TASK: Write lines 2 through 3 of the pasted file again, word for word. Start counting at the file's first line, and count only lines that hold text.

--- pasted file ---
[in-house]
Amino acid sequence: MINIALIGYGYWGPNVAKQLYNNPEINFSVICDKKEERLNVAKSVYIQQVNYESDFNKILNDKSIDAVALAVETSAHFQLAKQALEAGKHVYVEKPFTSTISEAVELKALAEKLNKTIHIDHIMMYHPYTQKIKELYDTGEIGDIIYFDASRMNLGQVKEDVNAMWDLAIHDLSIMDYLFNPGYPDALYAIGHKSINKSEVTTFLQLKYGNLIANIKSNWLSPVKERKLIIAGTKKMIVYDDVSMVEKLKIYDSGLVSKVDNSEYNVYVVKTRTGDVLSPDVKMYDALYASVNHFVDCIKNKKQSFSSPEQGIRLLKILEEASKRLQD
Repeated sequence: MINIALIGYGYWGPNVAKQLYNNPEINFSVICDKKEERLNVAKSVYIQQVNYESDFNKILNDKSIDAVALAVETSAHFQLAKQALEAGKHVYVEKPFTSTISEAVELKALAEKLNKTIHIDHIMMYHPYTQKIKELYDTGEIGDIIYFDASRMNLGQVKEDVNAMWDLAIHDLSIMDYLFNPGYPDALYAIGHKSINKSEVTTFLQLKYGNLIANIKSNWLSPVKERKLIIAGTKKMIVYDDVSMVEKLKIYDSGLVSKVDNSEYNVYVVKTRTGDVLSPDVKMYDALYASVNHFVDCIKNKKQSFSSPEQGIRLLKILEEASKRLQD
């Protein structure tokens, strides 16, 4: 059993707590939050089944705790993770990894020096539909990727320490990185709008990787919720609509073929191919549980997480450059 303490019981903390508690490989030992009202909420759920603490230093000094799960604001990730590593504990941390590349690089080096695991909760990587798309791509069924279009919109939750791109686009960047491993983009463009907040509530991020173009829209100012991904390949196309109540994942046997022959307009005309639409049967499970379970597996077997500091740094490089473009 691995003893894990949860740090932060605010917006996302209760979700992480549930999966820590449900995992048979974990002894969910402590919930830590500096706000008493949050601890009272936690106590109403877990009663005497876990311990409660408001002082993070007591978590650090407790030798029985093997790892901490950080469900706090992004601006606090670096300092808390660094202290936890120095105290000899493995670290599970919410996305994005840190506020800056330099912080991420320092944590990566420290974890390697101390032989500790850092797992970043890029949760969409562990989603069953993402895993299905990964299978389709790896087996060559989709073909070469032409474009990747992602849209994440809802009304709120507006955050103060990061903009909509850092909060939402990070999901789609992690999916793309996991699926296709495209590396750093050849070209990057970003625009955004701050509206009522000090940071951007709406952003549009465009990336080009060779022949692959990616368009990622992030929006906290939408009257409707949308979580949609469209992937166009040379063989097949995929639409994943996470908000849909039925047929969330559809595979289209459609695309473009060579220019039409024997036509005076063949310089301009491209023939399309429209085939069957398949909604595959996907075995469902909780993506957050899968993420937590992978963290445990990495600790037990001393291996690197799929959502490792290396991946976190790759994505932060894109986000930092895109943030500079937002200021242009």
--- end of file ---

Amino acid sequence: MINIALIGYGYWGPNVAKQLYNNPEINFSVICDKKEERLNVAKSVYIQQVNYESDFNKILNDKSIDAVALAVETSAHFQLAKQALEAGKHVYVEKPFTSTISEAVELKALAEKLNKTIHIDHIMMYHPYTQKIKELYDTGEIGDIIYFDASRMNLGQVKEDVNAMWDLAIHDLSIMDYLFNPGYPDALYAIGHKSINKSEVTTFLQLKYGNLIANIKSNWLSPVKERKLIIAGTKKMIVYDDVSMVEKLKIYDSGLVSKVDNSEYNVYVVKTRTGDVLSPDVKMYDALYASVNHFVDCIKNKKQSFSSPEQGIRLLKILEEASKRLQD
Repeated sequence: MINIALIGYGYWGPNVAKQLYNNPEINFSVICDKKEERLNVAKSVYIQQVNYESDFNKILNDKSIDAVALAVETSAHFQLAKQALEAGKHVYVEKPFTSTISEAVELKALAEKLNKTIHIDHIMMYHPYTQKIKELYDTGEIGDIIYFDASRMNLGQVKEDVNAMWDLAIHDLSIMDYLFNPGYPDALYAIGHKSINKSEVTTFLQLKYGNLIANIKSNWLSPVKERKLIIAGTKKMIVYDDVSMVEKLKIYDSGLVSKVDNSEYNVYVVKTRTGDVLSPDVKMYDALYASVNHFVDCIKNKKQSFSSPEQGIRLLKILEEASKRLQD